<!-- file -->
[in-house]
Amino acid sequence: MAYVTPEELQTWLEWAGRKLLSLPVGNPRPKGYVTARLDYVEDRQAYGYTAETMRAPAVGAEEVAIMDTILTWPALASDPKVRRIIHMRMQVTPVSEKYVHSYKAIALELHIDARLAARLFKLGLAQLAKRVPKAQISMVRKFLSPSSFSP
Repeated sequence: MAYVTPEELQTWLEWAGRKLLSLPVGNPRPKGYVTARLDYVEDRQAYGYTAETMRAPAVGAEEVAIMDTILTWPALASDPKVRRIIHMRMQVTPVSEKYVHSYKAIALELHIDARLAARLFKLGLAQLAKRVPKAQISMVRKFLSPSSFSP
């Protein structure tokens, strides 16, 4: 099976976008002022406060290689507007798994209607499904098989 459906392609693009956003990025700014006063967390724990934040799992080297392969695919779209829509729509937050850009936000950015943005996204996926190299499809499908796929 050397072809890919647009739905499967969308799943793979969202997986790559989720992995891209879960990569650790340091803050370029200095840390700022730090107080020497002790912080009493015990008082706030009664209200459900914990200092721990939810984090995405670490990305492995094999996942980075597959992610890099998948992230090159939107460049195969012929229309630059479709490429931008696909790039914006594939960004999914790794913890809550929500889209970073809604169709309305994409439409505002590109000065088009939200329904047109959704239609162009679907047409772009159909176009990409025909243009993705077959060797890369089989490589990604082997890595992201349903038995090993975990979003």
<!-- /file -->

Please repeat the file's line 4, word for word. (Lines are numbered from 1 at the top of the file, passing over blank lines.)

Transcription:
């Protein structure tokens, strides 16, 4: 099976976008002022406060290689507007798994209607499904098989 459906392609693009956003990025700014006063967390724990934040799992080297392969695919779209829509729509937050850009936000950015943005996204996926190299499809499908796929 050397072809890919647009739905499967969308799943793979969202997986790559989720992995891209879960990569650790340091803050370029200095840390700022730090107080020497002790912080009493015990008082706030009664209200459900914990200092721990939810984090995405670490990305492995094999996942980075597959992610890099998948992230090159939107460049195969012929229309630059479709490429931008696909790039914006594939960004999914790794913890809550929500889209970073809604169709309305994409439409505002590109000065088009939200329904047109959704239609162009679907047409772009159909176009990409025909243009993705077959060797890369089989490589990604082997890595992201349903038995090993975990979003």